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SPECIAL TO THE T&D Authorities have been trying to identify the remains of a woman discovered in a remote area of Calhoun County two years ago. They hope a new facial reconstruction released Monday will help. It has been refined based on a closer examination of the remains.

ST. MATTHEWS - Authorities are a little closer to identifying the remains of a woman discovered in a remote wooded area, but continue to appeal for the public's help.

New information in the case was released Monday, including an updated facial reconstruction and a possible name: Maria.

"The experts analyzed and measured the skull and compared it to Caucasian, African-American and Hispanic females. They determined that the cranium is the most similar to the Hispanic populations," Calhoun County Sheriff Thomas Summers said Monday. "Based on this new information, an updated facial reconstruction has been created."

The woman's skeletal remains were found in a remote area of western Calhoun County on Sept. 27, 2008.

Investigators have previously said the woman was wearing a black cotton night gown with a teddy bear design featuring the words, "Beary Heavenly."

An initial facial reconstruction was released in early 2009, but Summers said since that time advancements in research and technology have made additional resources available to investigators.

"To aid in the investigation and to positively identify the victim, the Calhoun County Sheriff's Office and the State Law Enforcement Division have consulted with the Forensic Anthropology Center at the University of Tennessee," Summers said. "Forensic experts have examined the skeletal remains and have determined the following: the victim is likely a female between the ages of 25 and 40 and of Hispanic origin."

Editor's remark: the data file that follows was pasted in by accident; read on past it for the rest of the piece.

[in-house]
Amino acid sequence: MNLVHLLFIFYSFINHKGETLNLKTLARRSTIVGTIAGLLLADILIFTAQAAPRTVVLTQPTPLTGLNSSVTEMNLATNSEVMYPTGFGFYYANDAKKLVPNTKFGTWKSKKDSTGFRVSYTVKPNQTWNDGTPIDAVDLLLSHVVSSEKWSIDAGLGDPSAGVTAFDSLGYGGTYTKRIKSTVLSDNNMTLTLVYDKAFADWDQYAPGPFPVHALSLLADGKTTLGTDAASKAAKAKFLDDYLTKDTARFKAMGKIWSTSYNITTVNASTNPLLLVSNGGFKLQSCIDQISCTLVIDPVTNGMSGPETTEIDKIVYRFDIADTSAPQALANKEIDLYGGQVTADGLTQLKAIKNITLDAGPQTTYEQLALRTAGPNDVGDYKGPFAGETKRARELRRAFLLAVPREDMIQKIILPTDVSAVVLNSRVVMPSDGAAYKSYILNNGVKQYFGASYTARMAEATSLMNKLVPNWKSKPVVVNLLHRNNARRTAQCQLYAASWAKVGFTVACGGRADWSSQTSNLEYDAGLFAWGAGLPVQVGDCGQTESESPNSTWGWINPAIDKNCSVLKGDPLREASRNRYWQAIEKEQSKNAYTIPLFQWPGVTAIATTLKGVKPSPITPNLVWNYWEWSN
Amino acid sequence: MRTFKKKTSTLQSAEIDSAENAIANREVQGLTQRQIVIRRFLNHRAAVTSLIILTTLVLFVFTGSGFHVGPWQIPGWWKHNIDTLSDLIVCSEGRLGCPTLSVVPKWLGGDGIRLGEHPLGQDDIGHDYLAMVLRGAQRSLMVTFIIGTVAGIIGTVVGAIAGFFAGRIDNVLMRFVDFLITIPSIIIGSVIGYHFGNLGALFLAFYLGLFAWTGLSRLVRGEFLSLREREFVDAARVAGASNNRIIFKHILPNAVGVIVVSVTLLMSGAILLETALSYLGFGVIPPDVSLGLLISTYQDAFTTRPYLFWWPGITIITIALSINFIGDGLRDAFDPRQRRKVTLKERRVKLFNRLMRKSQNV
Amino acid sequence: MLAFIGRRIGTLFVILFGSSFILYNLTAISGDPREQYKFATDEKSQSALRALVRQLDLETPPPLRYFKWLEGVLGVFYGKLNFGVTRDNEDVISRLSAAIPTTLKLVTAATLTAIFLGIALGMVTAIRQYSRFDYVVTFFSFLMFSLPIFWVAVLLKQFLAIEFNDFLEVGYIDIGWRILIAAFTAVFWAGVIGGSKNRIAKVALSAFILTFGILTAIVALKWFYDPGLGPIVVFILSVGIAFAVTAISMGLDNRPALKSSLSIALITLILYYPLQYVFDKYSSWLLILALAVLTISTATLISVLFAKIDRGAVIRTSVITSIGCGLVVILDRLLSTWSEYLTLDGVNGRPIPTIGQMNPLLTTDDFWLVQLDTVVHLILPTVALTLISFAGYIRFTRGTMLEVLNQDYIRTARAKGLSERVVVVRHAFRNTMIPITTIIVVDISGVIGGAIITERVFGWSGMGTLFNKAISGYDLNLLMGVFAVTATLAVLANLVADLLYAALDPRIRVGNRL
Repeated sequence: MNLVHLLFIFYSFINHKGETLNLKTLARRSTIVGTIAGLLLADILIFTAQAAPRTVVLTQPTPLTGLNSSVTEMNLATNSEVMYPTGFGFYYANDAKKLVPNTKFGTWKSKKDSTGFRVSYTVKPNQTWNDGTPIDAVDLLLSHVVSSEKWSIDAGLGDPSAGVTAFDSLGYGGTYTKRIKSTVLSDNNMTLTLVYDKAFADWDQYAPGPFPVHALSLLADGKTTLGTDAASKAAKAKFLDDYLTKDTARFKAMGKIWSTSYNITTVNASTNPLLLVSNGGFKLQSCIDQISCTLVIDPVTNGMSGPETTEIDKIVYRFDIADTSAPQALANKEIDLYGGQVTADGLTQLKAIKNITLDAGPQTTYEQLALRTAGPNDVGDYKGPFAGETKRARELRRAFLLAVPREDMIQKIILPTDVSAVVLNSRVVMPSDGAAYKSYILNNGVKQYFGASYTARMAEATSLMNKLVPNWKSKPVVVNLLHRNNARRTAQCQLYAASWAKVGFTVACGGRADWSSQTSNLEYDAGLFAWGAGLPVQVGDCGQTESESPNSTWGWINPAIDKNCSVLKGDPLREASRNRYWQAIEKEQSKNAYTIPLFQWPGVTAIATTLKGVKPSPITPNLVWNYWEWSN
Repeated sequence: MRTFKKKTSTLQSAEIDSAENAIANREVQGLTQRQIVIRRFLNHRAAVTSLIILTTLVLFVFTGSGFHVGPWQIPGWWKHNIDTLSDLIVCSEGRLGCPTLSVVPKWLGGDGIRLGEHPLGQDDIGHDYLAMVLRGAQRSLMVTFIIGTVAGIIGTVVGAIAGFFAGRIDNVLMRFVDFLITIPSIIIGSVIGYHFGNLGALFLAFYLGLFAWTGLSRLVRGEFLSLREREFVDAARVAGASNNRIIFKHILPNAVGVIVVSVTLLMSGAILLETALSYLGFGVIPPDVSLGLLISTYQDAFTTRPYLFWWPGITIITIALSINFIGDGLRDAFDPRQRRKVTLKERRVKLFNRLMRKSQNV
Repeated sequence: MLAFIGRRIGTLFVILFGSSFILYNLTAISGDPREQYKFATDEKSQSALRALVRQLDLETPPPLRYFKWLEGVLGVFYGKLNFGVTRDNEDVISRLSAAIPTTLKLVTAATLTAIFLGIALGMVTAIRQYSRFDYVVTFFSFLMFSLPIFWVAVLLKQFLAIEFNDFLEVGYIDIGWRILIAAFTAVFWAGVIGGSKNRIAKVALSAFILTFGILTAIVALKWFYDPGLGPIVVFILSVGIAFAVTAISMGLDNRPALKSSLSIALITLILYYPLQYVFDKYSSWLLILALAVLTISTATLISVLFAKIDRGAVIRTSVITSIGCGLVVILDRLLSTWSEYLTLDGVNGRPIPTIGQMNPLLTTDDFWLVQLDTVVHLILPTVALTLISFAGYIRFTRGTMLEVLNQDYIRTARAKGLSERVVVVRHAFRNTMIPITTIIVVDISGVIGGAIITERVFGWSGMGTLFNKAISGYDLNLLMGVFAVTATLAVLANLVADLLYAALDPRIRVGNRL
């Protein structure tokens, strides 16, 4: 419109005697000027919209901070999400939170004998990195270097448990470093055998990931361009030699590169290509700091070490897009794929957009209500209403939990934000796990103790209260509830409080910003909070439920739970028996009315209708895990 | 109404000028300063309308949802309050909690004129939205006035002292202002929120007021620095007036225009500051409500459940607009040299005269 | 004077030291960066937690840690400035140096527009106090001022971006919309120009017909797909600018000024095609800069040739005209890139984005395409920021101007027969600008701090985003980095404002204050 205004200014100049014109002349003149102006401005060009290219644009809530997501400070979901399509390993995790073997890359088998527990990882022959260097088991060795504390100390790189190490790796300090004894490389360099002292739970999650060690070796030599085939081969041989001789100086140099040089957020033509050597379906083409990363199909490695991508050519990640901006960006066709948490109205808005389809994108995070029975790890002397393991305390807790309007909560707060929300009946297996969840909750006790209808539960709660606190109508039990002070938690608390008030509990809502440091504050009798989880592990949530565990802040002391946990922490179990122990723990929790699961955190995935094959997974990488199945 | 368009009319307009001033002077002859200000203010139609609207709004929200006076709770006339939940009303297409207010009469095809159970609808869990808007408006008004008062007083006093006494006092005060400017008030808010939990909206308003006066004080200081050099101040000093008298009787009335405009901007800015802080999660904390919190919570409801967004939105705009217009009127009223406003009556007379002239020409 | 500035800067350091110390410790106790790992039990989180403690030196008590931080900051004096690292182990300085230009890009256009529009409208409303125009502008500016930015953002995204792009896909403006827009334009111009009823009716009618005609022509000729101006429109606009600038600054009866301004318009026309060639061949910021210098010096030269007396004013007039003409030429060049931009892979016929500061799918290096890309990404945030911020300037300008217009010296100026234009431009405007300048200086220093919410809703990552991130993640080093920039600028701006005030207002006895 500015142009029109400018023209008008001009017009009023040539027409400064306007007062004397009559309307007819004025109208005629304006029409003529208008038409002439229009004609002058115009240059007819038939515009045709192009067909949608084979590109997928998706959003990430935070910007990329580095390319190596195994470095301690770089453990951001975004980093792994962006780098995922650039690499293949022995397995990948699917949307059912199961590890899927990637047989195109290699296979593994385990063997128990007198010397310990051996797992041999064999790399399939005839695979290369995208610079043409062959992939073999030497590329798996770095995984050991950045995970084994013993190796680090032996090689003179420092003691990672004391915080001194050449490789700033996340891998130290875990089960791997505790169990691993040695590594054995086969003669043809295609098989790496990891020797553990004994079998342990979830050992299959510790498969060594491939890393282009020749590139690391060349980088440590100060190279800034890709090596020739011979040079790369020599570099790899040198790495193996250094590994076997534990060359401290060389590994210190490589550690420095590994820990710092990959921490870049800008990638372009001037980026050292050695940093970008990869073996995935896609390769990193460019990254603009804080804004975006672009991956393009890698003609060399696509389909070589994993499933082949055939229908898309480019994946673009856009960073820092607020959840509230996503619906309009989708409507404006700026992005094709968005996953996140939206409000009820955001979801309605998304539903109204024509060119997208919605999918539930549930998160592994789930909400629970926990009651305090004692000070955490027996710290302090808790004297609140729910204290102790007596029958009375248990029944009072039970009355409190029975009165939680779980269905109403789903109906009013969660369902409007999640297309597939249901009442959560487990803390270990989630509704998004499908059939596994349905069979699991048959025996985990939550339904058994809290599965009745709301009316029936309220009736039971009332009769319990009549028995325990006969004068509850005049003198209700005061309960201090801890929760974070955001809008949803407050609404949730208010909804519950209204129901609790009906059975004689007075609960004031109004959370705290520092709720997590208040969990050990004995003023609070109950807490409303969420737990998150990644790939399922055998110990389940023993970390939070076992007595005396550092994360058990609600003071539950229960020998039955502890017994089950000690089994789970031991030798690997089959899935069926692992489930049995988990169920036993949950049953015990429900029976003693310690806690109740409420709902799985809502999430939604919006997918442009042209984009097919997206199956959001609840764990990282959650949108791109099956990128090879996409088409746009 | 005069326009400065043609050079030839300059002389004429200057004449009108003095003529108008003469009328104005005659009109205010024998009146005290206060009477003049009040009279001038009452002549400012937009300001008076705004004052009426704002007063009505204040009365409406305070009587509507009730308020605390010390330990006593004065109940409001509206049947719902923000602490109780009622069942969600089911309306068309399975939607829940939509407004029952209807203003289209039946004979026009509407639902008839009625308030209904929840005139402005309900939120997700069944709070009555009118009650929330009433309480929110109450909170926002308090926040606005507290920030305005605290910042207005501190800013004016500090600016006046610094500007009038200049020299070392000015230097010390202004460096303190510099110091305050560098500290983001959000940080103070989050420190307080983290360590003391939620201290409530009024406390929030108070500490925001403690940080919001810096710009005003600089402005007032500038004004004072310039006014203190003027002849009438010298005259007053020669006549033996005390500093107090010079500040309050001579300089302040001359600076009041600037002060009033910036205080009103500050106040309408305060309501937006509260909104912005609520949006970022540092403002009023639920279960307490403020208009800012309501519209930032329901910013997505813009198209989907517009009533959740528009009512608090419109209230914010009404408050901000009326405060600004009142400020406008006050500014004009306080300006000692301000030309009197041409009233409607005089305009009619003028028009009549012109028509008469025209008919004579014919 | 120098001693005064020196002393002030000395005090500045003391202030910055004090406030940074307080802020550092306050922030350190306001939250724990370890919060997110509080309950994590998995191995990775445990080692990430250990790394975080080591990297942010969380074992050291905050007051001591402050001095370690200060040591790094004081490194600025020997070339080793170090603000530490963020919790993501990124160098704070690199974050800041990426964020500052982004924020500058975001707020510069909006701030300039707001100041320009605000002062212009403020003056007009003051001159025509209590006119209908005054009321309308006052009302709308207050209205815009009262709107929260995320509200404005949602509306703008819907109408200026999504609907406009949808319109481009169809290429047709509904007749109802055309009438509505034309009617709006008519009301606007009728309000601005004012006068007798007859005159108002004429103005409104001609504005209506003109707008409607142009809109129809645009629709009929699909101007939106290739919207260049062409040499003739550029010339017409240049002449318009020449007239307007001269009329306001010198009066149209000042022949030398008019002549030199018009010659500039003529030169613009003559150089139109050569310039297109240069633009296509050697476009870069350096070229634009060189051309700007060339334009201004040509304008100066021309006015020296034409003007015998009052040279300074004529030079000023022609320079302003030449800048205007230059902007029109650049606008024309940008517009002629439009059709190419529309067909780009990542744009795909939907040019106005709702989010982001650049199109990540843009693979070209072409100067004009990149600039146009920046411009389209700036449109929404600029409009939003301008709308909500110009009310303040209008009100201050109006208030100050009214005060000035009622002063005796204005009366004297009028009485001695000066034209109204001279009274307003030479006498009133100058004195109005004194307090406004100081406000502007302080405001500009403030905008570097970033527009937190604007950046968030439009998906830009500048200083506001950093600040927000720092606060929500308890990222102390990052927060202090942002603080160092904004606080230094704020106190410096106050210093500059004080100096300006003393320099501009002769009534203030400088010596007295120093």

The initial findings were that the woman was a white female between the ages of 40 and 45.

Summers noted the latest findings do not determine exact ancestry, but he said the remains are believed to be predominantly of a Hispanic background.

From the beginning of the investigation, the case has been treated as a homicide based on what Summers said was evidence found at the scene. That evidence has not been released.

SLED Agent Lt. Michael Prodan said once the woman is identified, her killer can then be sought.

"People don't just disappear. The individual who is responsible for this woman's death is likely someone who had an animosity toward her," Prodan said. "The fact that she was found in a night shirt indicates to us that this was not something that happened in a public place."

When the woman's remains were discovered, a leather bracelet bearing the name "Maria" was found with her. Authorities can't be certain yet if the name refers to the victim, but it at least gives her a tentative name. The name on the bracelet is in English.

Prodan said someone who knew the victim or saw her regularly may have been given excuses or told she left the area.

"The issue is the person who is responsible would have to have made some kind of explanation to people who knew who this person is and why this person is no longer there," Prodan said. "They would have had to of come up with some explanation as to why this person, quote unquote, left the area."

Prodan said that explanation may have seemed vague and implied a permanent reason she was no longer seen around the area.

Summers said investigators have pursued "numerous leads" that have ranged across the country.

State constables have been distributing posters of the new facial reconstruction, he said.

If anyone has any information on the woman's identity, they are asked to contact the Calhoun County Sheriff's Office at 803-874-2741, the SLED Cold Case Unit at 1-800-414-2862, or Crimestoppers at 1-888-CRIMESC.

Contact the writer: rwalker@timesanddemocrat.com or 803-533-5516.

 

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